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Ross founded the open source Mule® project in 2003. Frustrated by integration "donkey work," he set out to create a new platform that emphasized ease of development and re-use of components. He started the Mule project to bring a modern approach, one of assembly, rather than repetitive coding, to developers worldwide. He is now the Founder and CTO of Mulesoft. Ross is a DZone MVB and is not an employee of DZone and has posted 98 posts at DZone. You can read more from them at their website. View Full User Profile

Putting an API on a Raspberry Pi

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In the Internet of things no device is an island. And while Raspberry Pi are pretty cool on their own adding an API makes them a lot more interesting. We have been playing around with Raspberry for a while now and have a small distribution of Mule, called ‘Anypoint ’ that happily runs on small embeddable devices like the Raspberry Pi.  These ARM-based devices are taking the world by storm since they are lower powered, low cost and can be embedded into small hubs to control other things like lightbulbs, or be used inside anything from PoS kiosks to gas pumps to cars to medical devices.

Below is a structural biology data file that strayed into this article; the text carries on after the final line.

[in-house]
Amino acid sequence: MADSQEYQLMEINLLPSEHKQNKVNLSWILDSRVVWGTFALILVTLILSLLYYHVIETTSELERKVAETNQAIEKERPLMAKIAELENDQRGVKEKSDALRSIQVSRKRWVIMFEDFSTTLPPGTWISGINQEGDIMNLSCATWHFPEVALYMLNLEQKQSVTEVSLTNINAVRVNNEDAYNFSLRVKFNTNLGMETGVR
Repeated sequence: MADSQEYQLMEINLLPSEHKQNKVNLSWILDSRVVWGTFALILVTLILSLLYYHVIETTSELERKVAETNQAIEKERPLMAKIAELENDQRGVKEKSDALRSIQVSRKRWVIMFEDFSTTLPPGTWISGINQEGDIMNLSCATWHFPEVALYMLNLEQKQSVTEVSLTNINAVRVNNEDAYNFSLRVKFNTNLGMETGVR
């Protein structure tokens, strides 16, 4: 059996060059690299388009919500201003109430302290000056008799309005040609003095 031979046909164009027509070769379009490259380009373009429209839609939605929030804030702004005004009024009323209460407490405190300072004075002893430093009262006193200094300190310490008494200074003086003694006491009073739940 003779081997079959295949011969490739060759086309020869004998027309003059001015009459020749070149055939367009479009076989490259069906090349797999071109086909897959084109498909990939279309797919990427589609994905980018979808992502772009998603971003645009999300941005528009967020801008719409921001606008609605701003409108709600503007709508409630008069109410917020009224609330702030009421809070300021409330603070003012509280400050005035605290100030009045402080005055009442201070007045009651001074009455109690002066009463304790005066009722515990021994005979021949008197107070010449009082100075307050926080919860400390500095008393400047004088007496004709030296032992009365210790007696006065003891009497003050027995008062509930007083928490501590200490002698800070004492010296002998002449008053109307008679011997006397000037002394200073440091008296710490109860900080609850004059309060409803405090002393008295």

I demoed putting an API on a Raspberry Pi during our Mule Summit tour earlier this year, see the video below.

With this we are starting to extend connectivity out to the edge of the network and allow developers to connect to anything whether deep in the data centre, in the cloud and now devices too.

This demo uses the forthcoming APIkit to expose an API to the niftly little Blink(1) device. The bit I like about this demo is that I can manage the API and the runtime using the same API Management and Governance platform we provide to manage on-premises or cloud , I also get the CloudHub Insight BAM capabilities making it possible to track events all the way to the edge of the network.

Published at DZone with permission of Ross Mason, author and DZone MVB. (source)

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